The following principles are drawn from How Learning Works, a compendium of current, well-supported research on what we know about learning. These principles are applicable across all disciplines and learning contexts, and are intended to illuminate why certain approaches to teaching support student learning.
- Students’ prior knowledge can help or hinder learning.
- How students organize knowledge influences how they learn and apply what they know.
- Students’ motivation determines, directs, and sustains what they do to learn.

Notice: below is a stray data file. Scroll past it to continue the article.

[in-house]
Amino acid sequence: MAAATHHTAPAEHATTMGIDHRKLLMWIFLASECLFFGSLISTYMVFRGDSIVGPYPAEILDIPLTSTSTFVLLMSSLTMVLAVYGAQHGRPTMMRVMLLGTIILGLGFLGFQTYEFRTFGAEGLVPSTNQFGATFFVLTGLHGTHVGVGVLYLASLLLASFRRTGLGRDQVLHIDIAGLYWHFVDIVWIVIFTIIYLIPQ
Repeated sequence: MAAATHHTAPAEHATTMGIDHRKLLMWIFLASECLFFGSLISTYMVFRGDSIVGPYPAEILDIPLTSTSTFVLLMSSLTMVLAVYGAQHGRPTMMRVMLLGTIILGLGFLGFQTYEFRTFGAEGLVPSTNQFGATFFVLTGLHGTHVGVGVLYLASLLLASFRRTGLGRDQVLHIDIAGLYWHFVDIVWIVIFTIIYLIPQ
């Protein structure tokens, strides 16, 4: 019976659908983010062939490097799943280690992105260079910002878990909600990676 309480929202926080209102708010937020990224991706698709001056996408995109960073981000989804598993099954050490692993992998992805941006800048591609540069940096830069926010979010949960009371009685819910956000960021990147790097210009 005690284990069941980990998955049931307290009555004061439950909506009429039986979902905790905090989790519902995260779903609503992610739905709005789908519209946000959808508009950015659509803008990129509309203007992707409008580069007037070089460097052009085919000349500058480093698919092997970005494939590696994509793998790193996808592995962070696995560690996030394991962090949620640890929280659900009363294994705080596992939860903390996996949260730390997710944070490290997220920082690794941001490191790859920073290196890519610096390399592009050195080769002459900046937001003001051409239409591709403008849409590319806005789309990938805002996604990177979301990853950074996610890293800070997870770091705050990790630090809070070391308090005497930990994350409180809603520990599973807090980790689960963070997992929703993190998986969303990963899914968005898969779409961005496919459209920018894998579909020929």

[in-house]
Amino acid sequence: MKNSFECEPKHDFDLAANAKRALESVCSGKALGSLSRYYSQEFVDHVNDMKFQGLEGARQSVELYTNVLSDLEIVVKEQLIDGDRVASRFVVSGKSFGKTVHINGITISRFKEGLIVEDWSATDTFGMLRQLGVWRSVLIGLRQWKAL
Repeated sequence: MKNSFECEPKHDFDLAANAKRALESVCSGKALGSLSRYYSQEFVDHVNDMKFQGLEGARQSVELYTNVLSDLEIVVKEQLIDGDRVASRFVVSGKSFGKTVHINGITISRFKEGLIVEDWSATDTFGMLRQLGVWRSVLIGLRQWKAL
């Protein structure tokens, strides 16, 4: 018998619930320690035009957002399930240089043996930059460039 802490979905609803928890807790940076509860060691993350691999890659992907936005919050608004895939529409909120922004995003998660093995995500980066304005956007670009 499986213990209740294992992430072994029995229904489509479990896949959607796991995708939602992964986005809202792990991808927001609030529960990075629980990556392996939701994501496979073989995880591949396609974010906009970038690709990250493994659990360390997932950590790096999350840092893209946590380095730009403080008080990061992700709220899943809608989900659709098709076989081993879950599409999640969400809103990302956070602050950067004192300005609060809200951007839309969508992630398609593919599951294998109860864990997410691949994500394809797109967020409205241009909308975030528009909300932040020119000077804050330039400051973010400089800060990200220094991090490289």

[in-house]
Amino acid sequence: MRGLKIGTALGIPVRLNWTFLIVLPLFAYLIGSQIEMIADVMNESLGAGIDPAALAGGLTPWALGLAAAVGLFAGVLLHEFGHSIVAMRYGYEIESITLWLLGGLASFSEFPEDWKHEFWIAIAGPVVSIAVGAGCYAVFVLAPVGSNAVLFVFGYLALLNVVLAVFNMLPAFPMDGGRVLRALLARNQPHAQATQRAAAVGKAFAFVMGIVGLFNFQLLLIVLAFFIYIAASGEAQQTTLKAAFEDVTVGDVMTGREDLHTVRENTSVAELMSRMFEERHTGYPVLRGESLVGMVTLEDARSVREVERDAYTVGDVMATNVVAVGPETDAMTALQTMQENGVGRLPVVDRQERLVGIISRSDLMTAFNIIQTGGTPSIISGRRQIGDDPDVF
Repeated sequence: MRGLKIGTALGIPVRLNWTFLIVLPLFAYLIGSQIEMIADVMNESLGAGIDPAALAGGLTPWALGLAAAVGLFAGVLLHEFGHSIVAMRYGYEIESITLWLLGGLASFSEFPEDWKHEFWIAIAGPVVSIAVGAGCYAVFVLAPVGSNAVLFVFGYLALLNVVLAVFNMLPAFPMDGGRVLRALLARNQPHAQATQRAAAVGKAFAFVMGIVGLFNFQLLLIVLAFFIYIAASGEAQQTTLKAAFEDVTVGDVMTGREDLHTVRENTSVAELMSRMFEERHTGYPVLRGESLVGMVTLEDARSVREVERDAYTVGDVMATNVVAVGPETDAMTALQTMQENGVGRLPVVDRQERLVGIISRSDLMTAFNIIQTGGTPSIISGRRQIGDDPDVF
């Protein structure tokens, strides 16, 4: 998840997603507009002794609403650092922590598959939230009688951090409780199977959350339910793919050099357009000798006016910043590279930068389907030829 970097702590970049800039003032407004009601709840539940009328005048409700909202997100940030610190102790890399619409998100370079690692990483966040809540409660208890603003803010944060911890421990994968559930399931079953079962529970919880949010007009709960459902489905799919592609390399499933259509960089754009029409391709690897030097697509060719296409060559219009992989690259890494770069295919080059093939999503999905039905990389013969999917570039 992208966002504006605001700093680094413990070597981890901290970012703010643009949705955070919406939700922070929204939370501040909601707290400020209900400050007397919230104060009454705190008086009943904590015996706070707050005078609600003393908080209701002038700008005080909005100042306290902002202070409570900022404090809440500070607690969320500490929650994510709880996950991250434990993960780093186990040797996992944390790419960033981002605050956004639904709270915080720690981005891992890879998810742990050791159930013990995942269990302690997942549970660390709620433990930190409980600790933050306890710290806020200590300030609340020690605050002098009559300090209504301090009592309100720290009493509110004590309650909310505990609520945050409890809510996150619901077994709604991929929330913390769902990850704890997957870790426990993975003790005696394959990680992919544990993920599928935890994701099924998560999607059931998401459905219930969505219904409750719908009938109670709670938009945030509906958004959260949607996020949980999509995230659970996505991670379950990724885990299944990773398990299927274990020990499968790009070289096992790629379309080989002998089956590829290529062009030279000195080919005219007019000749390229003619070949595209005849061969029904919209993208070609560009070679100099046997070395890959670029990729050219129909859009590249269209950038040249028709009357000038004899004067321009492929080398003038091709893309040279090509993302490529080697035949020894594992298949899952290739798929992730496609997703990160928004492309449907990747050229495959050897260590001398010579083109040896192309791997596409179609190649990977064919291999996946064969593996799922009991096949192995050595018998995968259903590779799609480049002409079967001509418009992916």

- To develop mastery, students must acquire component skills, practice integrating them, and know when to apply what they have learned.
- Goal-directed practice coupled with targeted feedback enhances the quality of students’ learning.
- Students’ current level of development interacts with the social, emotional, and intellectual climate of the course to impact learning.
- To become self-directed learners, students must learn to monitor and adjust their approaches to learning.
For a succinct but more detailed summary of these principles, read more here, or borrow the book from the DCAL Lending Library.
Citation: Ambrose, S. A. et al. (2010). How learning works: Seven research-based principles for smart teaching. San Francisco: Jossey-Bass.